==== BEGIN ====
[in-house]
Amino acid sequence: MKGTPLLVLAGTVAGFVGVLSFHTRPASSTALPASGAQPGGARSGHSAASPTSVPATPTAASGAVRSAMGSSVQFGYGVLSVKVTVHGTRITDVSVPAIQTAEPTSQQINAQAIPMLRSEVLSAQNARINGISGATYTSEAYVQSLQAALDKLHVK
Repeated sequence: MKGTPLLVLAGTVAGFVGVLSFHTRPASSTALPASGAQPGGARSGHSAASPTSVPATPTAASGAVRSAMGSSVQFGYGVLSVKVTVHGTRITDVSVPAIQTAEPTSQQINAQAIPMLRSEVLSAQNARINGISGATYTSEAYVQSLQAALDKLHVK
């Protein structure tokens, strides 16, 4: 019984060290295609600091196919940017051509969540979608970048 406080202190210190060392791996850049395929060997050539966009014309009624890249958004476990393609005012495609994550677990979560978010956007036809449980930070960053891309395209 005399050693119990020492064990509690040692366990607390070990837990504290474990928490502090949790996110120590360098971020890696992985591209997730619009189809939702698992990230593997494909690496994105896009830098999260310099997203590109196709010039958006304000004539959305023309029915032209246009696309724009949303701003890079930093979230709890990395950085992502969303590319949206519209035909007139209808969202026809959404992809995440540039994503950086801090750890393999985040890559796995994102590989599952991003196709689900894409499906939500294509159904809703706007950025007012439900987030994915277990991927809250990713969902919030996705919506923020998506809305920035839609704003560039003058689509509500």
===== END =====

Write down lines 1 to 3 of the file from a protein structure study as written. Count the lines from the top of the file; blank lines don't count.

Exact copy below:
[in-house]
Amino acid sequence: MKGTPLLVLAGTVAGFVGVLSFHTRPASSTALPASGAQPGGARSGHSAASPTSVPATPTAASGAVRSAMGSSVQFGYGVLSVKVTVHGTRITDVSVPAIQTAEPTSQQINAQAIPMLRSEVLSAQNARINGISGATYTSEAYVQSLQAALDKLHVK
Repeated sequence: MKGTPLLVLAGTVAGFVGVLSFHTRPASSTALPASGAQPGGARSGHSAASPTSVPATPTAASGAVRSAMGSSVQFGYGVLSVKVTVHGTRITDVSVPAIQTAEPTSQQINAQAIPMLRSEVLSAQNARINGISGATYTSEAYVQSLQAALDKLHVK